For Immediate Release
AAAI Honors High School Students for their AI research at 2007 INTEL International Science and Engineering Fair
June 22, 2007
8:00 AM Pacific Time
Menlo Park, Calif.
Now in its ninth year, the AAAI Special Awards program at the annual Intel International Science and Engineering Fair (ISEF) consists of up to five (5) awards that recognize outstanding achievement in the areas of intelligent computation and robotics. Finalists in other areas with significant computer science components are also eligible. The student authors of each award-winning project share $1,000, and each student receives a certificate and other momentos. The winners and their schools also receive a complimentary one-year membership in the AAAI, including a subscription to AI Magazine.
This year, the ISEF was held May 13-19, 2007 in Albuquerque, New Mexico. The 2007 winners include:
- Acoustic Music Similarity Analysis
David C. Liu, 15, Lynbrook High School, San Jose, California
- Robot Vision: A Mutual Entropy-based Algorithm Through Scene Recognition from Image Sequences for Terrestrial and Planetary Exploration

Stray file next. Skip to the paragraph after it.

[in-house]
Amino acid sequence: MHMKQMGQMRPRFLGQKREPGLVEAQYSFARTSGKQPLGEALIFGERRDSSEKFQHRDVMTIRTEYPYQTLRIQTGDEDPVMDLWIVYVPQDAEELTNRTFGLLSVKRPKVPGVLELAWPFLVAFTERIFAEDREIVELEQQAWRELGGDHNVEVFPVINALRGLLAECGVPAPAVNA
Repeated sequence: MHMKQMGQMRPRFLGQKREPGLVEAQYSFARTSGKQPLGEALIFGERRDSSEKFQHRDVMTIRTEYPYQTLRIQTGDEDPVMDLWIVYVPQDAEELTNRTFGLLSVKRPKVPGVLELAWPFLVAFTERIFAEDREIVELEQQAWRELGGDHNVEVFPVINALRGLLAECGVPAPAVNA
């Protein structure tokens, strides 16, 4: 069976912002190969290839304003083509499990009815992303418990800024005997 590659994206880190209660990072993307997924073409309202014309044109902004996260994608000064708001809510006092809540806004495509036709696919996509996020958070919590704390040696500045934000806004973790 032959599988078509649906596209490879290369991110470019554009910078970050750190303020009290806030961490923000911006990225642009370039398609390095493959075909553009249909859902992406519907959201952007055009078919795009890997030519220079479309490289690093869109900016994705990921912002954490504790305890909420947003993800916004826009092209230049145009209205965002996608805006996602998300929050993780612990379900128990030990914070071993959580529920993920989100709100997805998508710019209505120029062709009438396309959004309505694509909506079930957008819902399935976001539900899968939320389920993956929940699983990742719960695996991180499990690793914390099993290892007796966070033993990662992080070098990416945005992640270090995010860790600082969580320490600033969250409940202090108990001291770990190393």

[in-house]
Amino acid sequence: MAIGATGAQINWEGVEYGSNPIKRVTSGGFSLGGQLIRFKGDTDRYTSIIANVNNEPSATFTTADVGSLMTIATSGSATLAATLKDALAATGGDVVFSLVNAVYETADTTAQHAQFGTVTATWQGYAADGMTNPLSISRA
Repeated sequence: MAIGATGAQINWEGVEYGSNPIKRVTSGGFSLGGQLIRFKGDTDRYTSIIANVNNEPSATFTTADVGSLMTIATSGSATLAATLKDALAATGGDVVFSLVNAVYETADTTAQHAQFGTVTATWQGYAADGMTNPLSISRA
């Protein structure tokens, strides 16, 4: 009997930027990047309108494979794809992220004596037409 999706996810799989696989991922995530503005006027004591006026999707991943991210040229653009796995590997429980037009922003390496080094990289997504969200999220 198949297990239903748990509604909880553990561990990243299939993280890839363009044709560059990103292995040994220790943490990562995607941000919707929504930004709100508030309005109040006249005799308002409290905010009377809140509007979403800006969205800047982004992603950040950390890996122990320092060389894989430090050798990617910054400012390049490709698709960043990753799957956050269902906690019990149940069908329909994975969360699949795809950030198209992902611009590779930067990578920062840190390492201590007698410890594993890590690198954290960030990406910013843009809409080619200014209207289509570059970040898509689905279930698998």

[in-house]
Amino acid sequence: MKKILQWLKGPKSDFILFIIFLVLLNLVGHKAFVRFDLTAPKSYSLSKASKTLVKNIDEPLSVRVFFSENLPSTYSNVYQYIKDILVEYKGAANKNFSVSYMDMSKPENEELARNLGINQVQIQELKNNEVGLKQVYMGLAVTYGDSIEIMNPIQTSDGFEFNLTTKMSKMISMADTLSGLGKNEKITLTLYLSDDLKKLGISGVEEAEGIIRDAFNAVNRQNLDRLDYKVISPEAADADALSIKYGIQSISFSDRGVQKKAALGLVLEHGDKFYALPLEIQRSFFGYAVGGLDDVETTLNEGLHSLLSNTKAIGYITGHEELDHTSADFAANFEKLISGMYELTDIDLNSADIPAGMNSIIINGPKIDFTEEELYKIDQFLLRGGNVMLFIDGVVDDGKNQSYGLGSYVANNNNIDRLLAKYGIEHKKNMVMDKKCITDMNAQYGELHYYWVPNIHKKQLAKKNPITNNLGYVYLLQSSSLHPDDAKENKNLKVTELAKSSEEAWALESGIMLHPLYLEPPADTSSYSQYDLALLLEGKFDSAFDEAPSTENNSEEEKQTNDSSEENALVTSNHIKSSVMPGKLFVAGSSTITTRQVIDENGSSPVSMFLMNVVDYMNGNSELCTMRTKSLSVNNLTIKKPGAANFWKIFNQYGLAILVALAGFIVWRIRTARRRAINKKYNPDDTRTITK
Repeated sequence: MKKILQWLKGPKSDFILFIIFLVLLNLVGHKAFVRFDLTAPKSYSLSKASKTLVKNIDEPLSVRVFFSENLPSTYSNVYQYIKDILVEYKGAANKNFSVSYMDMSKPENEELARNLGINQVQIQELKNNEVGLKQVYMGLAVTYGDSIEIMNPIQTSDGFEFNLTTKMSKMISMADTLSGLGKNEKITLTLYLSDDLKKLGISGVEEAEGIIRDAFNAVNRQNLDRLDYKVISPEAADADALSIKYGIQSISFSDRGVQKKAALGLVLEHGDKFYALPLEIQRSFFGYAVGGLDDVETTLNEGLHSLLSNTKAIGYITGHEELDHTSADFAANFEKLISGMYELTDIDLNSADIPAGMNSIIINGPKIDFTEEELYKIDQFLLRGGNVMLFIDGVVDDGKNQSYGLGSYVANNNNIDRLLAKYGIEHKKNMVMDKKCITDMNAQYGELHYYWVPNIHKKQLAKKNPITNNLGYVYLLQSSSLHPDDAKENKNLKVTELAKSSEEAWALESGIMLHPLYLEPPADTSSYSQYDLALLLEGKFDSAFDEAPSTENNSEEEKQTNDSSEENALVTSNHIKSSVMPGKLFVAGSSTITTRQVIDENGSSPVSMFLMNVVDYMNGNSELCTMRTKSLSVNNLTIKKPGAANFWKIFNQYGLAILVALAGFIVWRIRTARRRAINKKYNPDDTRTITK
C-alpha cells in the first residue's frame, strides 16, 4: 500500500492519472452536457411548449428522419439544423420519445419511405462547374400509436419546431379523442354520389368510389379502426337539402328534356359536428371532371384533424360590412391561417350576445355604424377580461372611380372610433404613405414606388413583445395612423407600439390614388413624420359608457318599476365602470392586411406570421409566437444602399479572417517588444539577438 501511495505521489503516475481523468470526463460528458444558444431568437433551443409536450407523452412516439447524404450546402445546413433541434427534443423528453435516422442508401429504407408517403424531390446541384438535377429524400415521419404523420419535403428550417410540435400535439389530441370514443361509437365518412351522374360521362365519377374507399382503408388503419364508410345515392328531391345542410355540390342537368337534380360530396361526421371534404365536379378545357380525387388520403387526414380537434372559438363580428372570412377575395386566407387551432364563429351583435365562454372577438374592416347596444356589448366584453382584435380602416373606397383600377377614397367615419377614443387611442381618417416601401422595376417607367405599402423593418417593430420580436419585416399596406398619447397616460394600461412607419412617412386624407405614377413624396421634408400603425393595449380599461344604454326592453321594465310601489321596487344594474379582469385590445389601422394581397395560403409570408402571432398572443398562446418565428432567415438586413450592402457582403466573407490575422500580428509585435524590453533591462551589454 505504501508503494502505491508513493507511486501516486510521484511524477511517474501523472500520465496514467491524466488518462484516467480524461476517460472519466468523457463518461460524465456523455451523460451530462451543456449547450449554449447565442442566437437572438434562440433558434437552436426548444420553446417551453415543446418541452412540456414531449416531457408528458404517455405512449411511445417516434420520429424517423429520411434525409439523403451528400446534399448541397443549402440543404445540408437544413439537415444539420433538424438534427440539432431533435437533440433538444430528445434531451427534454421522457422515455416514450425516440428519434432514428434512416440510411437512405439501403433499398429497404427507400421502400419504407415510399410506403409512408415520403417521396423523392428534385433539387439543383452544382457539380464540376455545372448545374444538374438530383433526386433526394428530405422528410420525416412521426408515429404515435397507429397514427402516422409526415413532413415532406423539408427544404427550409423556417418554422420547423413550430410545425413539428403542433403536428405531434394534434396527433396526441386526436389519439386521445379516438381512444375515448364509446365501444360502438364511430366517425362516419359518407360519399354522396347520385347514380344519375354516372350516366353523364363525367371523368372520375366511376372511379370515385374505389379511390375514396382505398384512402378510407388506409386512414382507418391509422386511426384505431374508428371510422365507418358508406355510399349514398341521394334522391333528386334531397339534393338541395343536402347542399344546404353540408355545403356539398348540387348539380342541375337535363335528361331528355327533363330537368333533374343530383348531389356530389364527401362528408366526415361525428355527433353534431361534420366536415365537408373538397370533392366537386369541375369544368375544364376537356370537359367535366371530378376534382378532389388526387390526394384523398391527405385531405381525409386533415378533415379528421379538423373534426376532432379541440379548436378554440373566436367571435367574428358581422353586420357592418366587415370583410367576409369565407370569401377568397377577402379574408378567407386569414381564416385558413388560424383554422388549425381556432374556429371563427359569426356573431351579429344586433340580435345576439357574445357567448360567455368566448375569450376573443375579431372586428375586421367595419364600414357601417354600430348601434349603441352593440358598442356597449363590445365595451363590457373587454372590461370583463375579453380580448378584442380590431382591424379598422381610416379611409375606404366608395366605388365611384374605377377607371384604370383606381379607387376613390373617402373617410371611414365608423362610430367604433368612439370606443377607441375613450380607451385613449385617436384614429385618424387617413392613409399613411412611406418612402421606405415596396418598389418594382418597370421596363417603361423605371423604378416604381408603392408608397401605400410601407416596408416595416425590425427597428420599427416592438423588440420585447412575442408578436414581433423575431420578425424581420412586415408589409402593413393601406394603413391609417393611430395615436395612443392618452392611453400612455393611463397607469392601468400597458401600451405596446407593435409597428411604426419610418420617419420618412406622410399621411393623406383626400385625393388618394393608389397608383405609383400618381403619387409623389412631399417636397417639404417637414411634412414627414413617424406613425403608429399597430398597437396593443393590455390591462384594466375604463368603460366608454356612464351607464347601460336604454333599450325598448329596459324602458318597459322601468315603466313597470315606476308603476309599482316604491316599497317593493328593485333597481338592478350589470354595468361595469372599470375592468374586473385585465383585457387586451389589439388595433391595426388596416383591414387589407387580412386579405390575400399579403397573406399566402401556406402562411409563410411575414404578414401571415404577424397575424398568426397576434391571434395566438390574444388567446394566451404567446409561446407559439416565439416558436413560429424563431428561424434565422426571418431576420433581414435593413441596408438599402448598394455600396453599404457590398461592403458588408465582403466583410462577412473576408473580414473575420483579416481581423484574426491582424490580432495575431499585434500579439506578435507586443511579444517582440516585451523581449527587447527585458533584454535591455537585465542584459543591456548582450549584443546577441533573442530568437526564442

Lucia Mocz, 16, Mililani High School, Mililani, Hawaii
- A Java-based Genetic Algorithm Stock Screening Program for Maximizing Return on Investment: Show Me the Money
Bryan Nathan Landman, 18, Dr. Michael M. Krop Senior High School, Miami, Florida
- Factors, Forces and Forecasting Stock Market Modeling and Simulation
Quinton Bernard Smith, 17, La Cueva High School, Albuquerque, New Mexico
Tyrus LaVelle Sanders, 16, West Mesa High School, Albuquerque, New Mexico
Christian Stephen Hammond, 17, Rio Rancho High School, Rio Rancho, New Mexico
- Artificial Intelligence Insulin Delivery System
David Christopher Evans, 15, Albion Middle School, Sandy, Utah
Founded in 1979, the Association for the Advancement of Artificial Intelligence (formerly the American Association for Artificial Intelligence) (www.aaai.org) is a nonprofit scientific membership society devoted to advancing the science and practice of AI. Its mission is to: (1) advance the scientific understanding of the mechanisms underlying intelligent thought and behavior, (2) facilitate their embodiment in machines, (3) serve as an information resource for research planners and the general public concerning trends in AI, and (4) offer training for the current and coming generations of AI researchers and practitioners. The Association has sponsored the annual AAAI/IAAI conferences, highly regarded in the AI field, since 1980 and 1989 respectively.
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